So which way does the market go today? To be honest with you, I have no idea! The major indices keep showing intraday weakness and act as if they are going to roll over, but buyers mysteriously appear into the final thirty minutes of trading to prop the market up. I can only say the same thing so many times before I sound like a broken record, but here goes again. . . Just about every technical signal indicates the major indices are overbought in the SHORT-TERM, but it does not matter because the market continues to hold onto its gains. While not going much higher over the past few days, the broad market is not going lower either. I guess you could say we are in a holding pattern, consolidating near the highs. Below is a daily chart of the S&P 500 Index. Notice the double “doji stars” at the top of the rally, which clearly indicate indecision:
The current consolidation at the highs should lead to another leg higher, but the narrow range “doji star” candlesticks show a tug-of-war is occurring right now. Since the past two days were narrow in range, there is a good chance that we will see a trend day today, but then again, remember that quadruple witching options expiration day is tomorrow. Therefore, it could be a bit choppy and narrow-range through the end of the week. Look for follow-through strength in the technology sectors such as Semiconductors, Hardware, and Internets. Possible areas of weakness include the Dow, Biotechs, and Financials. Use caution on whichever side of the market you trade today and keep your share size small until we see some confirmation in one direction or the other. We remain mostly in cash in order to be nimble and ready to take advantage of the market’s next major move.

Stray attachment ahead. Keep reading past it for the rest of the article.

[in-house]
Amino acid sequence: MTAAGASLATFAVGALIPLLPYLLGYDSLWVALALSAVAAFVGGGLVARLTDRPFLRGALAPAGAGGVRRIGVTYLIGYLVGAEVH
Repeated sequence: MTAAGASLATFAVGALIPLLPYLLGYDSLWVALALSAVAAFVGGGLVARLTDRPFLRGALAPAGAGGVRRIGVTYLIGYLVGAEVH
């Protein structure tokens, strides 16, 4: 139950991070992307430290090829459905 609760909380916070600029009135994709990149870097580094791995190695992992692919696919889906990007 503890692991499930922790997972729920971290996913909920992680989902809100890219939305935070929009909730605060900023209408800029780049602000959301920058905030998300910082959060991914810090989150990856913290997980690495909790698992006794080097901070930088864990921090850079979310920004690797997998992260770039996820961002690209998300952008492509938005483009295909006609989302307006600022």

Today’s watch list:
SMH – Semiconductor HOLDR
Trigger = above 29.90 (above yesterday’s high)
Target = 30.82 (resistance of 61.8% Fibonacci retracement)
Stop = 29.40 (below yesterday’s close)
Notes = After perfectly bouncing off its daily trendline support two times this week, SMH (and Semiconductor Index) was one of the strongest sectors yesterday and we expect follow-through to the upside today, assuming the broad market is also strong. In the event of a gap up above the trigger price, remember to use the MTG Opening Gap Rules to prevent buying at the high of the day.
BBH – Biotech HOLDR
Trigger = below 127.25 (above yesterday’s low)
Target = 123.05 (support of 20-day MA)
Stop = 129.50 (resistance of 50% Fibonacci retracement)
Notes = Yesterday was the first true day of weakness the Biotech index has seen in quite a while. If BBH breaks below yesterday’s lows, there is a good chance we will see more follow-through all the way down to the 20-day MA over the next several days. Note that BBH is a very volatile ETF! Make sure you properly adjust your position size based on the MTG Position Sizing Model in order to account for the volatility. A full position of BBH is only equal to 50% the position size of SPY. Also use the MTG Opening Gap Rules before shorting if BBH gaps down below its trigger price.